This is my contribution to The Big Vintage Sewalong – the Butterick 5880. I’m sure by now you’ve heard of this initiative that has been running since March and ends in September. That’s a lot of sewing in support of The Eve Appeal.
I always forget. Forget how long the last stages take. Those steps that I think will be the work of a couple of hours eat up a day. Hand sewing the lining? A matter of moments! Yeah, right. Though this may be my most favourite lining fabric ever, bought from Ditto Fabrics.
I’m not gonna lie; this is no easy make. I made at least two toiles of the bodice and a full calico toile of the dress, before even starting to cut out the fashion fabric. The cap sleeve structure is gorgeous to wear but blousy and you’ll want to make sure it’s not too blousy.
It’s an odd one. Too fitted and you’ll spoil the breezy effect of the dress. Not fitted enough and it will bag. But that notched neckline is to die for and the dress is incredibly comfortable to wear, fabric whispering over your hips. Whispering, Pour me a martini, darling.
What else? The skirt was shortened by a good three inches and pegged by two inches at each side, which means four whole inches were removed to give the hem of the skirt more shape. (A pegged skirt tapers towards the bottom.)
Shortening the skirt section is no easy task because you need to shorten the flounce at the same time. My solution? I just lopped three inches off the bottom of the flounce! But be aware that final adjustments may still be necessary, so baste and be ready to use the seam ripper.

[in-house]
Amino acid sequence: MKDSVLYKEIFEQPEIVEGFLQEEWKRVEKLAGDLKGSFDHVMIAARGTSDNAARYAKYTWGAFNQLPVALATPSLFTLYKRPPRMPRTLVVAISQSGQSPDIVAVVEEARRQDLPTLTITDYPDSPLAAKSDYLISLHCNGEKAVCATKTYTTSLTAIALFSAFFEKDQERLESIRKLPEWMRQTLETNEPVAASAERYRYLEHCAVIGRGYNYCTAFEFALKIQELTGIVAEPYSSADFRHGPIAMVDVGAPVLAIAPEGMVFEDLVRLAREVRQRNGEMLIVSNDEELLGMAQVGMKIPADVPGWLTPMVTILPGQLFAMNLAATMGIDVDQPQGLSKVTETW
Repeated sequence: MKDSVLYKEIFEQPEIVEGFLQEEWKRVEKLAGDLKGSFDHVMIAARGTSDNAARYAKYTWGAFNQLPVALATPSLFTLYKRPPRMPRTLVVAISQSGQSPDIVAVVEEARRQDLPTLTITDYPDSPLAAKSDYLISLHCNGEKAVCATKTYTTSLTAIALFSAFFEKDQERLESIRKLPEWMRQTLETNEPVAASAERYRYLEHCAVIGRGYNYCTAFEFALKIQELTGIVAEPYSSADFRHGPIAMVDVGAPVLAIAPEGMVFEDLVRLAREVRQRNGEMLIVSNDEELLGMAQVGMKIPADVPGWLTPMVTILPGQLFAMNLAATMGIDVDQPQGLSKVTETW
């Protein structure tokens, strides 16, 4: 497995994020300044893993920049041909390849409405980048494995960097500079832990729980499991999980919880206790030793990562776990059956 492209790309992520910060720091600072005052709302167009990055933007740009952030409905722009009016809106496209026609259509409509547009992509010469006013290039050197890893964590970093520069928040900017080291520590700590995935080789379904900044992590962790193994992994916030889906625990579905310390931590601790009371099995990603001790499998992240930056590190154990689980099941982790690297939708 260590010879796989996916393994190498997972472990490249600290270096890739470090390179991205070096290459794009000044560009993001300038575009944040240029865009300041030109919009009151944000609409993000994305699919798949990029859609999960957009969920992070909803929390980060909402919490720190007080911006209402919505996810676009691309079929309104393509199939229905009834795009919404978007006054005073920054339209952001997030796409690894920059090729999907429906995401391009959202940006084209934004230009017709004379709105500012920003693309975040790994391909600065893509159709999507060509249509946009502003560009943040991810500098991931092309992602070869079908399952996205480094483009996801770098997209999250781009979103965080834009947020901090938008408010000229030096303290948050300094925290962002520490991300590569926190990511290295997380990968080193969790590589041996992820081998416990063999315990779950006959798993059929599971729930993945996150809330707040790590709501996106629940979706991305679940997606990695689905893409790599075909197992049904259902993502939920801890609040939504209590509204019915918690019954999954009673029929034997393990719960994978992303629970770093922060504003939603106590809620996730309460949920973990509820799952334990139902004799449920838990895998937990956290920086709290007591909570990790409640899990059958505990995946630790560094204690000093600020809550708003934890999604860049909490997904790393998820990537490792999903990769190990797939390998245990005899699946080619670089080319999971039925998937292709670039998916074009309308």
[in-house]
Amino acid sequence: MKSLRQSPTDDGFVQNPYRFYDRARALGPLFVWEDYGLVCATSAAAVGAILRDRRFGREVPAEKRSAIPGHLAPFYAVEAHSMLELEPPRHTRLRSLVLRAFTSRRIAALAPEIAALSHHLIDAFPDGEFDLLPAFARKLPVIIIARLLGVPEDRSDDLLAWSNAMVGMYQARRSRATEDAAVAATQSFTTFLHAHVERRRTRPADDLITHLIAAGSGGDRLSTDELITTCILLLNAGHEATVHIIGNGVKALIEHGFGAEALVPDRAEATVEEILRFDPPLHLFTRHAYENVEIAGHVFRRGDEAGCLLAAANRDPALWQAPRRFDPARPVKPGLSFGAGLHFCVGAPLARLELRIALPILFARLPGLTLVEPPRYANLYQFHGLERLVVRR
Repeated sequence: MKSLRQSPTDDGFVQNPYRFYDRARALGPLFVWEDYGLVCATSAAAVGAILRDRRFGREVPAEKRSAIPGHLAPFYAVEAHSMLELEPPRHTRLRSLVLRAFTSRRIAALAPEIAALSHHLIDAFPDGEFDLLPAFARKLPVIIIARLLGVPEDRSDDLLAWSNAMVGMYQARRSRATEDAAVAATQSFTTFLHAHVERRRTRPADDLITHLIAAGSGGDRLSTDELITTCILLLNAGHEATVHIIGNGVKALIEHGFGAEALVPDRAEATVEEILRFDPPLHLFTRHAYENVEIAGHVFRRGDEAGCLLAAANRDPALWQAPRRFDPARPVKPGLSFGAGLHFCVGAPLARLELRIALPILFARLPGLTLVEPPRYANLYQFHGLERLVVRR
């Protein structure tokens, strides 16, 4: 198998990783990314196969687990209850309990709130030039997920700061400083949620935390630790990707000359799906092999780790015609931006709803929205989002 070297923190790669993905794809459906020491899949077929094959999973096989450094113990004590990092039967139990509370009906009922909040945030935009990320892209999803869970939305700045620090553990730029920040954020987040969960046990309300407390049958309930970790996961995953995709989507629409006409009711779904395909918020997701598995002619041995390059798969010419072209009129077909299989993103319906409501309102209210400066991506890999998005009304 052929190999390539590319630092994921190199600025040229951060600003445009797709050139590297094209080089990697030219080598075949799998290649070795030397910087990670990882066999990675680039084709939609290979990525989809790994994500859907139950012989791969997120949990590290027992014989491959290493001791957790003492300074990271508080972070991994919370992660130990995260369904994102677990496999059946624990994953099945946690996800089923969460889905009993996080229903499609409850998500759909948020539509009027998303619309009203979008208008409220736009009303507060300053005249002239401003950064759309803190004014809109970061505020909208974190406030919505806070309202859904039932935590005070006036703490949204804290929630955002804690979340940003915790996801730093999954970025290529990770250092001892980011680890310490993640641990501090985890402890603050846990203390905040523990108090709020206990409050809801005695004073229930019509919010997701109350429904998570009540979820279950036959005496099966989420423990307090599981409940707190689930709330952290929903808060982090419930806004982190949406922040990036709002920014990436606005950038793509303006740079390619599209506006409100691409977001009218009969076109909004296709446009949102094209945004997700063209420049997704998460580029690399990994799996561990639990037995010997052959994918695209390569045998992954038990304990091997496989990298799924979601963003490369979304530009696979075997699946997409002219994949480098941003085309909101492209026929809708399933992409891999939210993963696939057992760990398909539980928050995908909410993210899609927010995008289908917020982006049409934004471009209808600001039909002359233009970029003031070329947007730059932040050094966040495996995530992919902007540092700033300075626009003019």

And yes, that flounce. Unbelievably, this pattern comes with no instructions for stay stitching. But with the weight of that overlay, you’re going to need stay stitching like never before. It’s my opinion that you also need a waist stay. My dress doesn’t have one (deadlines…) but I’ll be adding one.
With said deadline hoving and my brow resting atop my sewing machine, my last task was to make a self fabric belt twinned with a vintage buckle I was gifted many years ago. Darling long ago reader, did you send this to me? Please put your hand in the air, if so!
For such a relatively simple silhouette, the guts of this dress involved a lot. The bodice is fully underlined with silk organza, the waist seam was strengthened with the slevedge of silk organza and fusible interfacing was used to strengthen the seams where my invisible zip went. Too often, as I stood over my ironing board I would mutter, Patience, patience…
So! Not a simple make, by any stretch of the imagination. I flex my muscles like this about once a year. It’s a good exercise; keeps the brain nimble. Indeed, my intrigue around the new-to-me lining construction kept me powering on through to the end. Learning, learning, always learning. When I stop wanting to do that, you can tip me into my grave and dance on it!
Oh, and if you seek the perfect accompaniment to hours of hand stitching, I passionately recommend the audio book of Rebecca by Daphne du Maurier. To. Die. For. Very. Clipped. Tones. And. Heartbreak.
Rebecca was published in 1938. This pattern was published in 1951. I don’t really know what those numbers mean in 2016, other than that over many, many years women have achieved fantastic things and I dearly hope shall continue to do so. Whether it’s with a pen, a needle, or a speech, I’m looking forward to seeing what the future brings. One thing I do know. The future’s looking pretty female right now.
With thanks to The Big Vintage Sewalong for inviting me to take part.